In The Air – Week 16 bis

As I mentioned in my previous post, I’ve been trying to get the control of a dimmable power socket to work via the Launchpads. I moved on to plan B until I manage to spend more time to crack the code.
I then hooked up the Launchpad to the Beaglebone black over UART and configured openHAB in order to control the fan which will be in charge of filtering the air.

Plan A

Plan A sounded simple at first:

  • go to the hardware store
  • buy a remote controlled dimmable socket
  • analyze the signal
  • reproduce with Arduino/Launchpad

Going to the hardware store and finding a dimmable socket was the easy part.

photo 1 photo 2

I underestimated the signal analysis and reproduction though …

When analyzing the signal, I noticed there were different sequences being sent out to the 433MHz transmitter, as opposed to a single sequence repeated multiple times with the regular ON/OFF sockets. I did my best to reproduce the signal, but haven’t succeeded so far. I also searched for alternatives such as using an Arduino with 433MHz receiver and a sniffer sketch, but that didn’t help either.

A lot of time was lost trying to figure this out and trying different things. I want to be able to crack the code as being able to control such dimmable sockets will certainly be useful for future projects, but I had to park it for now.

Plan B

OK, with Plan A temporarily set aside, it was time to move to Plan B: regular ON/OFF sockets without dimmer.

I have worked with those before, in the FMN challenge and managed to reproduce the sequence of pulses using an Arduino. Knowing that, it shouldn’t be too different using a LaunchPad, right ? Well, I was wrong (a little bit).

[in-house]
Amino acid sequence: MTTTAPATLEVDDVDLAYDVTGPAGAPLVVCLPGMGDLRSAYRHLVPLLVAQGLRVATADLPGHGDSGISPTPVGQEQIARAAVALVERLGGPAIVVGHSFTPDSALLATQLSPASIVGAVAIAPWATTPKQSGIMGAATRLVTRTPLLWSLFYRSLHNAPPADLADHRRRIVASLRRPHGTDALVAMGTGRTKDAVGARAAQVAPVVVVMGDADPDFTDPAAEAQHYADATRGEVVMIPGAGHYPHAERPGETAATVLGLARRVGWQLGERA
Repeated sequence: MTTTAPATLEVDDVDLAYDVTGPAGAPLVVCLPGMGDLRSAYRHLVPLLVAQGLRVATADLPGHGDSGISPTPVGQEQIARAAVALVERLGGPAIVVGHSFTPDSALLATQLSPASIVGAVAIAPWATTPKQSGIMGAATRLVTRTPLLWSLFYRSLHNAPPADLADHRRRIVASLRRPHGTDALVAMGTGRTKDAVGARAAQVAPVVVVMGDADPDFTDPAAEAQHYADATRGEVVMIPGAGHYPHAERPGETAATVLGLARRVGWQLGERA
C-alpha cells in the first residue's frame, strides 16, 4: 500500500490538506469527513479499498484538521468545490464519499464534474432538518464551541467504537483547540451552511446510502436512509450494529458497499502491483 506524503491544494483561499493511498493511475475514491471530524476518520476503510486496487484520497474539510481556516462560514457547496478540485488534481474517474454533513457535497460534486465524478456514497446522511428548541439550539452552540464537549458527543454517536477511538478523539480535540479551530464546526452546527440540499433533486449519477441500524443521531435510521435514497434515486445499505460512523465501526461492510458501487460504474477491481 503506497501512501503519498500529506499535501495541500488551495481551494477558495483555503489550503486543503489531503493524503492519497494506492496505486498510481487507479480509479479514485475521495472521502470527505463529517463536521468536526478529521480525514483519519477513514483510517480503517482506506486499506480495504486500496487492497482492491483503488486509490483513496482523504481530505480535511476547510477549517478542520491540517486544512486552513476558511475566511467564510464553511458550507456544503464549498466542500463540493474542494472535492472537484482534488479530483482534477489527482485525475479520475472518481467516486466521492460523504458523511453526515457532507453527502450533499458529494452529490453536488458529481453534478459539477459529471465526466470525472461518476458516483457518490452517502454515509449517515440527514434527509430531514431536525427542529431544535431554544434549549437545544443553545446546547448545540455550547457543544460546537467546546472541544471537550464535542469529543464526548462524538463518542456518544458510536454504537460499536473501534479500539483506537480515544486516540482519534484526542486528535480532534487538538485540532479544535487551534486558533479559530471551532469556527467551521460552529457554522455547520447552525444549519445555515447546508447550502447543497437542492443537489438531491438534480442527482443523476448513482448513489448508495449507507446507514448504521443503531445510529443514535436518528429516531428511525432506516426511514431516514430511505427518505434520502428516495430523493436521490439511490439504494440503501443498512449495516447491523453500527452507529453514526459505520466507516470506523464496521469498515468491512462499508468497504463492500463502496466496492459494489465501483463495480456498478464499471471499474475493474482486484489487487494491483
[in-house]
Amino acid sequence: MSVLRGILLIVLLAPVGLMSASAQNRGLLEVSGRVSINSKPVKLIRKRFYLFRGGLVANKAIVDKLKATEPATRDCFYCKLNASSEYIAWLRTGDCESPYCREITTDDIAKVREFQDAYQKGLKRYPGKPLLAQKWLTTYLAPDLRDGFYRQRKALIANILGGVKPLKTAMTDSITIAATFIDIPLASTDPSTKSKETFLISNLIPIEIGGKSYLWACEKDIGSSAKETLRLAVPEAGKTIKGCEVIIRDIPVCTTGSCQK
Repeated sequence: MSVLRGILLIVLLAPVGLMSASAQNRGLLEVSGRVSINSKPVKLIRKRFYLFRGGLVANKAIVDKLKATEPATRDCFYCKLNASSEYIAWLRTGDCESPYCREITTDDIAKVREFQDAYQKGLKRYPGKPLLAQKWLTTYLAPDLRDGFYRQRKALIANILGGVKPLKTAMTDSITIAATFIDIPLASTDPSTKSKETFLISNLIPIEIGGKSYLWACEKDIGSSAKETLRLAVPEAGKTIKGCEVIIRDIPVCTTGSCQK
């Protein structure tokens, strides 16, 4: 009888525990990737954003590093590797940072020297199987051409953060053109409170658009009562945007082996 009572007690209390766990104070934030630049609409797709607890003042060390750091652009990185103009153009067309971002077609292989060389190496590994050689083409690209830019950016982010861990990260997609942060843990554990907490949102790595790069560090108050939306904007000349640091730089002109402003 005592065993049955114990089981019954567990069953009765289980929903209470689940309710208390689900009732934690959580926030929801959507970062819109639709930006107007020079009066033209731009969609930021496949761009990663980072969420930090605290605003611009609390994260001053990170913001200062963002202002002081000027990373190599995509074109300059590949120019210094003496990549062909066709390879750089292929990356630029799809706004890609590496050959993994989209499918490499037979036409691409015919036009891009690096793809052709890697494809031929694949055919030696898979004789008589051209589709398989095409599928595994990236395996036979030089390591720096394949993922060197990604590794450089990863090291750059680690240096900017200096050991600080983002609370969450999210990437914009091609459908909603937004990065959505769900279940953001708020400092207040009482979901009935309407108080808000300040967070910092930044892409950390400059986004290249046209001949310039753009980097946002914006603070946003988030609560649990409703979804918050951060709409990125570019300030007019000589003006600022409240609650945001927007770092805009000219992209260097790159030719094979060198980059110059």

After loading the Arduino sketch from before onto the MSP430FR5969 Launchpad, nothing happened. The socket would not turn ON. Booted the scope to have a look at the pulses and there they were. So why wasn’t it working ?

Taking a closer look, the timing seemed completely off. A pulse that should have been HIGH for 0.940 ms only lasted about 0.140ms. What ?!


I searched the world wide web for answers and came to following post:
It is suggested that for timing critical application (which this one is), the Energia config needs to be adapted to have the MSP430FR5969 core run at 16MHz instead of 8MHz. This requires a small modification in the “boards.txt” file in the Energia installation folder.

Screen Shot 2015-02-11 at 22.01.10 Screen Shot 2015-02-12 at 15.20.00

You can either uncomment the 16MHz and comment out the 8MHz or, duplicate the board definition, give it a different name and have one at 8MHz and the other at 16MHz. After making the changes, I restarted Energia and had two MSP430FR5969 to choose from. After uploading the sketch using the 16MHz variant, the timing was correct and my socket could be turned ON and OFF.

Screen Shot 2015-02-12 at 15.24.32 tek00005


Screen Shot 2015-02-14 at 15.31.50

The control the fan, I have a 433MHz transmitter module attached to the MSP430FR5969 which in turn is controlled by OpenHAB on the Beaglebone Black over UART.

This is the connection diagram between the MSP430 and the BBB:

MSP430FR5969 <–> Beaglebone Black
Ext Power VCC <–> P9-3 (3.3V)
GND <–> J1-1 (GND)
P2.6 (UART1 RX) <–> J1-5 (UART0 TX)
P2.5 (UART1 TX) <–> J1-4 (UART0 RX)

Note: Don’t forget to set the “Power Select” jumper to “External”.

I then proceeded to configure openHAB with the serial binding, just like I did in the Forget Me Not Challenge: [CaTS] ForgetMeNot – Week 4: Arduino-OpenHAB communication

The only difference, is that instead of /dev/ttyACM0, it should be /dev/ttyO0.

With everything configured, it was now possible to turn the power socket ON and OFF from OpenHAB. This will later be triggered automatically by a rule, depending on the measured amount of dust. I’ve used a small fan for testing, but will be using a bigger one with a filter attached to it, for the final setup.

photo 2 photo 3

The pieces are finally coming together, and with only two weeks remaining in the challenge I’m glad things are starting to work.


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